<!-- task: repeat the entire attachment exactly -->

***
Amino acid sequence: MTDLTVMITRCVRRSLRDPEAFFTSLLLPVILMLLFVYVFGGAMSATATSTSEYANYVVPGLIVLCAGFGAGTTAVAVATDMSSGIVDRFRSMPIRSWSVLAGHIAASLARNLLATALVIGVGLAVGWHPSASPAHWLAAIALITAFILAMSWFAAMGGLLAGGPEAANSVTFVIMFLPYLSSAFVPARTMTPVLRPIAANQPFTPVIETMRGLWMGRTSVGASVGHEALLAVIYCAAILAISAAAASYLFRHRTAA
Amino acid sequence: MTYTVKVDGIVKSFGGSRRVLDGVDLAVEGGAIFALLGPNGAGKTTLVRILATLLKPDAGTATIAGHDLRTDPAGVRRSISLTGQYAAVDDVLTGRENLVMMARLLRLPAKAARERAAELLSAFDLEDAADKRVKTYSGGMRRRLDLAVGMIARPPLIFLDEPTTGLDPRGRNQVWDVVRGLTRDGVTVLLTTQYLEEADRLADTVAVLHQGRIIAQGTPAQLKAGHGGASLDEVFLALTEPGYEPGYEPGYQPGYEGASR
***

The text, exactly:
Amino acid sequence: MTDLTVMITRCVRRSLRDPEAFFTSLLLPVILMLLFVYVFGGAMSATATSTSEYANYVVPGLIVLCAGFGAGTTAVAVATDMSSGIVDRFRSMPIRSWSVLAGHIAASLARNLLATALVIGVGLAVGWHPSASPAHWLAAIALITAFILAMSWFAAMGGLLAGGPEAANSVTFVIMFLPYLSSAFVPARTMTPVLRPIAANQPFTPVIETMRGLWMGRTSVGASVGHEALLAVIYCAAILAISAAAASYLFRHRTAA
Amino acid sequence: MTYTVKVDGIVKSFGGSRRVLDGVDLAVEGGAIFALLGPNGAGKTTLVRILATLLKPDAGTATIAGHDLRTDPAGVRRSISLTGQYAAVDDVLTGRENLVMMARLLRLPAKAARERAAELLSAFDLEDAADKRVKTYSGGMRRRLDLAVGMIARPPLIFLDEPTTGLDPRGRNQVWDVVRGLTRDGVTVLLTTQYLEEADRLADTVAVLHQGRIIAQGTPAQLKAGHGGASLDEVFLALTEPGYEPGYEPGYQPGYEGASR